USA: A research team from Yale University and the University of Colorado Boulder, USA, developed a first public demonstration version of ‘Map of Life’. It is a web-based tool to show the distribution of all living plants and animals on the earth.
The demonstration version allows anyone with an Internet connection to map the known global distribution of almost 25,000 species of terrestrial vertebrate animals, including mammals, birds, amphibians, reptiles and North American freshwater fish. The database, which continues to expand, already contains hundreds of millions of records on the abundance and distribution of the planet’s diverse flora and fauna.
“We are taking 200 years of different types of knowledge coming from different sources, all documenting the locations of species around the world and compiling them in a way that will greatly enhance our knowledge of biodiversity,” said CU-Boulder Associate Professor Robert Guralnick of the ecology and evolutionary biology department, part of the Map of Life research team. “Such information could be used by any organisation that needs to make informed decisions regarding land management, health, conservation and climate change.”
The initial version of the map tool is intended to introduce it to the broader public, according to the researchers. It allows users to see several levels of detail for a given species — at its broadest, the type of environment it lives in, and at its finest, specific locations where the species’ presence has been documented. One function allows users to click a point on the map and generate a list of vertebrate species in the surrounding area. More functions will be added over time, according to the team.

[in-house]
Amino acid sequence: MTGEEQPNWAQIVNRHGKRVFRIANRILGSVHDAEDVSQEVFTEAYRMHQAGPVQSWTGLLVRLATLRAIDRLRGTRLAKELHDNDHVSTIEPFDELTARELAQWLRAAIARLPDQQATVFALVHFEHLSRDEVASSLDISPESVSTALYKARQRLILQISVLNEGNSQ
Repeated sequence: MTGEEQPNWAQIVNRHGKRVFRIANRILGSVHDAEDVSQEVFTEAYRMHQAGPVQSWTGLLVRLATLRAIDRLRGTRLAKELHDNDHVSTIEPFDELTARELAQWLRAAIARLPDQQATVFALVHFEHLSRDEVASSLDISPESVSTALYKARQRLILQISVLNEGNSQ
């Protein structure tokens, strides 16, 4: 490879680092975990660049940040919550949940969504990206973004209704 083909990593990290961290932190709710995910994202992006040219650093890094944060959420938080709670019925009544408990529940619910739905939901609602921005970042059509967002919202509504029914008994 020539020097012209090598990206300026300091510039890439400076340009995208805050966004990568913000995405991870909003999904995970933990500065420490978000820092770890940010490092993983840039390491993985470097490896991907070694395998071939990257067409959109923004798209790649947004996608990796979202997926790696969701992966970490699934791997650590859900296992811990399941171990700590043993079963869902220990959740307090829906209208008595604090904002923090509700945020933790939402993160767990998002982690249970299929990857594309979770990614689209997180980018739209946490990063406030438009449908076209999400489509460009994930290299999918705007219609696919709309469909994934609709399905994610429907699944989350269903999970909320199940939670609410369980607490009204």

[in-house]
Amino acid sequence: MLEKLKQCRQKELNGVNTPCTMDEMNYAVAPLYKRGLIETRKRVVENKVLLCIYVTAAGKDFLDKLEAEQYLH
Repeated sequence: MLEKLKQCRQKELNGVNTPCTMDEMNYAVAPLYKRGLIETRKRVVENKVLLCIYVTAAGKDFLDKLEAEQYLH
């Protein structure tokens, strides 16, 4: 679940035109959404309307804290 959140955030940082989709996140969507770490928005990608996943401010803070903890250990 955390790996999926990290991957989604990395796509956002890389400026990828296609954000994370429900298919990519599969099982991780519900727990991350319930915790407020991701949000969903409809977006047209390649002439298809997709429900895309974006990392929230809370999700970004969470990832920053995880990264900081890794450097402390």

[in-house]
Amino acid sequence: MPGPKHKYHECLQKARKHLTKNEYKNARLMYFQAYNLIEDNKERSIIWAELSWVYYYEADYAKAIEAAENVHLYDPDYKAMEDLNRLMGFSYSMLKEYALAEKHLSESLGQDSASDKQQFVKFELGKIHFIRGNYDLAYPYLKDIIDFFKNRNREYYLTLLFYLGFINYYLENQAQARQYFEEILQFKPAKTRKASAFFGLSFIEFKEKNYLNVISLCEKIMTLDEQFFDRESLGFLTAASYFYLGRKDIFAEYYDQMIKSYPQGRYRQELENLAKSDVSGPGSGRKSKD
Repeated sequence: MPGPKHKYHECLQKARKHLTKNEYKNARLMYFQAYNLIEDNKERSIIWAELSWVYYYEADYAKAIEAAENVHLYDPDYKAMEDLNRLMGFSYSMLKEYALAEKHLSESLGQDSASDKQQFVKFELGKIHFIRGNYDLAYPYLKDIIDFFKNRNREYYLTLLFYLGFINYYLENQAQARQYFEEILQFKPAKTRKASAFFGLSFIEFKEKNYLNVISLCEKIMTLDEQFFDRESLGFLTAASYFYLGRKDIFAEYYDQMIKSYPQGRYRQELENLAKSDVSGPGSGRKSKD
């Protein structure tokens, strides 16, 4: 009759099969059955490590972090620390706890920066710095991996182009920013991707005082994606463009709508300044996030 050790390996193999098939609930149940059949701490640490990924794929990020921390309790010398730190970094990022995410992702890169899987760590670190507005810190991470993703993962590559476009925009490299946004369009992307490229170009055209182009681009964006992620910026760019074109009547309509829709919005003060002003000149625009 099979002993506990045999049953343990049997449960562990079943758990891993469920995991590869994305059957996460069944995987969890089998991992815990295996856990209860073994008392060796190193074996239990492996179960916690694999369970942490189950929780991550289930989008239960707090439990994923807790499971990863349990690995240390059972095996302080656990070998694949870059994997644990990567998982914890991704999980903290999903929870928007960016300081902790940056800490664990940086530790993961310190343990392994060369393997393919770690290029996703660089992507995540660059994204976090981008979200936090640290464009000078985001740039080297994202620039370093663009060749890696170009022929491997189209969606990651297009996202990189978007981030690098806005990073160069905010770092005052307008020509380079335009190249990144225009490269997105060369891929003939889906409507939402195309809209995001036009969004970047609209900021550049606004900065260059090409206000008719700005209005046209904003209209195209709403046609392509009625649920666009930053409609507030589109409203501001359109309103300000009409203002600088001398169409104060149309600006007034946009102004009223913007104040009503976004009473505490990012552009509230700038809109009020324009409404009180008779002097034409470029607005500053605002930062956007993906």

“It is the where and the when of a species,” said Walter Jetz, associate professor of ecology and evolutionary biology at Yale and the project lead. “It puts at your fingertips the geographic diversity of life. Ultimately, the hope is for this literally to include hundreds of thousands of animal and plant species and show how much or indeed how little we know of their whereabouts.”
A paper by Jetz, Guralnick and Jana McPherson of the Calgary Zoological Society describing the evolving Map of Life technology tool appeared in a recent issue of the journal Trends in Ecology and Evolution.
By highlighting the known abundance and distribution of species, the researchers hope to identify and fill knowledge gaps and also offer a tool for detecting change over time. They expect the map tool will prove useful for professional scientists, wildlife and land managers, conservation organisations and the general public.
“A small but powerful next step is to provide a means for anyone, anywhere on the globe to use their mobile devices to instantly pull up animal and plant distributions and even get a realistic assessment on the odds of encountering a particular species of wildlife,” said Guralnick, who also is the curator of invertebrate zoology at the University of Colorado Museum of Natural History.
Source: University of Colorado